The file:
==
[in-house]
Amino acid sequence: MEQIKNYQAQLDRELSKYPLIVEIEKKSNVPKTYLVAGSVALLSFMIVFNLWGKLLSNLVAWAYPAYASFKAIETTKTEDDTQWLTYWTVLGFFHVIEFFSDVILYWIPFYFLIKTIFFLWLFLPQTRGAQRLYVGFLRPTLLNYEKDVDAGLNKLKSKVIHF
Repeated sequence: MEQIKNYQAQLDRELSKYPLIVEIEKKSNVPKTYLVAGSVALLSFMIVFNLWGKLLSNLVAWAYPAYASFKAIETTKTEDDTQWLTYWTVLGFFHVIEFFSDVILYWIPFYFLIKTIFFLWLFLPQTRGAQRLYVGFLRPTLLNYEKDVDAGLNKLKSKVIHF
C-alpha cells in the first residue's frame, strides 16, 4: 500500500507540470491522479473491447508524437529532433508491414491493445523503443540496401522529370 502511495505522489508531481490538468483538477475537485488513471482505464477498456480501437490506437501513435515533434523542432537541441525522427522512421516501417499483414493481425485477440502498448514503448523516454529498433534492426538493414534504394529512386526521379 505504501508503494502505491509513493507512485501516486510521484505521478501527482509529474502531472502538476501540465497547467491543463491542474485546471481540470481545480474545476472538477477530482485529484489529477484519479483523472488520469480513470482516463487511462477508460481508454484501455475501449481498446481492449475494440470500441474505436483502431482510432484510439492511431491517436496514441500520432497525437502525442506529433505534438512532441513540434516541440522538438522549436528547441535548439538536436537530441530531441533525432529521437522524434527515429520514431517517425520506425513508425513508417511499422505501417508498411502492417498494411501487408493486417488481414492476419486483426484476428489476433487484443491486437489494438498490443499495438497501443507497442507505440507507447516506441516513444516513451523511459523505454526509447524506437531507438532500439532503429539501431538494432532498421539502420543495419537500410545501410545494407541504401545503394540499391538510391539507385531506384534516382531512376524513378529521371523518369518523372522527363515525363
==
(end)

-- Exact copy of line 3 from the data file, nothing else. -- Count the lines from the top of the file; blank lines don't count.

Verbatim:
Repeated sequence: MEQIKNYQAQLDRELSKYPLIVEIEKKSNVPKTYLVAGSVALLSFMIVFNLWGKLLSNLVAWAYPAYASFKAIETTKTEDDTQWLTYWTVLGFFHVIEFFSDVILYWIPFYFLIKTIFFLWLFLPQTRGAQRLYVGFLRPTLLNYEKDVDAGLNKLKSKVIHF